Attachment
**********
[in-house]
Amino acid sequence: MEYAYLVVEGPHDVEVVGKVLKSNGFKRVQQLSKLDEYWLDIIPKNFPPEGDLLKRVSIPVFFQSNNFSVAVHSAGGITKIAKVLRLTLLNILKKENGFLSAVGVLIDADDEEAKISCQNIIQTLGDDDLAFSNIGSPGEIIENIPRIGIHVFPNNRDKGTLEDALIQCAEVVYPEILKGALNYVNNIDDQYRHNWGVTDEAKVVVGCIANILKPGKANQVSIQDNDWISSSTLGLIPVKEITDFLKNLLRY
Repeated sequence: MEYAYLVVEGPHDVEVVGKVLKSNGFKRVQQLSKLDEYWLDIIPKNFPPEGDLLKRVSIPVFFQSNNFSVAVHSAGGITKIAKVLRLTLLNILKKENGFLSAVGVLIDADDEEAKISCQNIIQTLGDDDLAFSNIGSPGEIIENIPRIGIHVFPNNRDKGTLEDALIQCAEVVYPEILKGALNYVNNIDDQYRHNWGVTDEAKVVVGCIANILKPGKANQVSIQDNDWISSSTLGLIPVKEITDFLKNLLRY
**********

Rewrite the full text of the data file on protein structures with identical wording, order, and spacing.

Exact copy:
[in-house]
Amino acid sequence: MEYAYLVVEGPHDVEVVGKVLKSNGFKRVQQLSKLDEYWLDIIPKNFPPEGDLLKRVSIPVFFQSNNFSVAVHSAGGITKIAKVLRLTLLNILKKENGFLSAVGVLIDADDEEAKISCQNIIQTLGDDDLAFSNIGSPGEIIENIPRIGIHVFPNNRDKGTLEDALIQCAEVVYPEILKGALNYVNNIDDQYRHNWGVTDEAKVVVGCIANILKPGKANQVSIQDNDWISSSTLGLIPVKEITDFLKNLLRY
Repeated sequence: MEYAYLVVEGPHDVEVVGKVLKSNGFKRVQQLSKLDEYWLDIIPKNFPPEGDLLKRVSIPVFFQSNNFSVAVHSAGGITKIAKVLRLTLLNILKKENGFLSAVGVLIDADDEEAKISCQNIIQTLGDDDLAFSNIGSPGEIIENIPRIGIHVFPNNRDKGTLEDALIQCAEVVYPEILKGALNYVNNIDDQYRHNWGVTDEAKVVVGCIANILKPGKANQVSIQDNDWISSSTLGLIPVKEITDFLKNLLRY